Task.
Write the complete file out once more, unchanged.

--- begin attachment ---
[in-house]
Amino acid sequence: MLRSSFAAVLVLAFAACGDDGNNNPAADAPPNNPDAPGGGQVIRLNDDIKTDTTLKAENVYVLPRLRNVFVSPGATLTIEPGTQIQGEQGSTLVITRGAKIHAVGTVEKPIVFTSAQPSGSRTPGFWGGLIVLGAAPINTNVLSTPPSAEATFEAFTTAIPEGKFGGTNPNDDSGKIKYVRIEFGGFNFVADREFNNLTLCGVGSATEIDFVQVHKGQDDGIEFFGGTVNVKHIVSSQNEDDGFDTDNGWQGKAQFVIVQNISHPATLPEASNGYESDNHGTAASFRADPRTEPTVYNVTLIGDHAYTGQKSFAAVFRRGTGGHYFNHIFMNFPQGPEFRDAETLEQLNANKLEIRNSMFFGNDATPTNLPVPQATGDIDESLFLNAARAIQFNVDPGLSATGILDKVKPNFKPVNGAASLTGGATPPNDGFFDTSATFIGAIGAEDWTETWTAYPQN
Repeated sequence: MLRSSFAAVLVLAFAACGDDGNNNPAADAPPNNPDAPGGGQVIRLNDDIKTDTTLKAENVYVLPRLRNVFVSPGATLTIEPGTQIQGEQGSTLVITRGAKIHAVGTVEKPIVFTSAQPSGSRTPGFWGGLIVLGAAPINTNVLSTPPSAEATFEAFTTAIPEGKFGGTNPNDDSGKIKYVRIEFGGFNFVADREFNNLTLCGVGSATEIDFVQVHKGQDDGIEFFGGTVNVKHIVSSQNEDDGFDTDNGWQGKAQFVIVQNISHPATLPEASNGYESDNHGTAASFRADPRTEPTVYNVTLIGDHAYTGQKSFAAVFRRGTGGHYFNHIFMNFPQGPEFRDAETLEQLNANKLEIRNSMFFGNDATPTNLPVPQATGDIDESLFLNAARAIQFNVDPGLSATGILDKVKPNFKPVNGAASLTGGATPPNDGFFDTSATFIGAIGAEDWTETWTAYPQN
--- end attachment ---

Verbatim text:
[in-house]
Amino acid sequence: MLRSSFAAVLVLAFAACGDDGNNNPAADAPPNNPDAPGGGQVIRLNDDIKTDTTLKAENVYVLPRLRNVFVSPGATLTIEPGTQIQGEQGSTLVITRGAKIHAVGTVEKPIVFTSAQPSGSRTPGFWGGLIVLGAAPINTNVLSTPPSAEATFEAFTTAIPEGKFGGTNPNDDSGKIKYVRIEFGGFNFVADREFNNLTLCGVGSATEIDFVQVHKGQDDGIEFFGGTVNVKHIVSSQNEDDGFDTDNGWQGKAQFVIVQNISHPATLPEASNGYESDNHGTAASFRADPRTEPTVYNVTLIGDHAYTGQKSFAAVFRRGTGGHYFNHIFMNFPQGPEFRDAETLEQLNANKLEIRNSMFFGNDATPTNLPVPQATGDIDESLFLNAARAIQFNVDPGLSATGILDKVKPNFKPVNGAASLTGGATPPNDGFFDTSATFIGAIGAEDWTETWTAYPQN
Repeated sequence: MLRSSFAAVLVLAFAACGDDGNNNPAADAPPNNPDAPGGGQVIRLNDDIKTDTTLKAENVYVLPRLRNVFVSPGATLTIEPGTQIQGEQGSTLVITRGAKIHAVGTVEKPIVFTSAQPSGSRTPGFWGGLIVLGAAPINTNVLSTPPSAEATFEAFTTAIPEGKFGGTNPNDDSGKIKYVRIEFGGFNFVADREFNNLTLCGVGSATEIDFVQVHKGQDDGIEFFGGTVNVKHIVSSQNEDDGFDTDNGWQGKAQFVIVQNISHPATLPEASNGYESDNHGTAASFRADPRTEPTVYNVTLIGDHAYTGQKSFAAVFRRGTGGHYFNHIFMNFPQGPEFRDAETLEQLNANKLEIRNSMFFGNDATPTNLPVPQATGDIDESLFLNAARAIQFNVDPGLSATGILDKVKPNFKPVNGAASLTGGATPPNDGFFDTSATFIGAIGAEDWTETWTAYPQN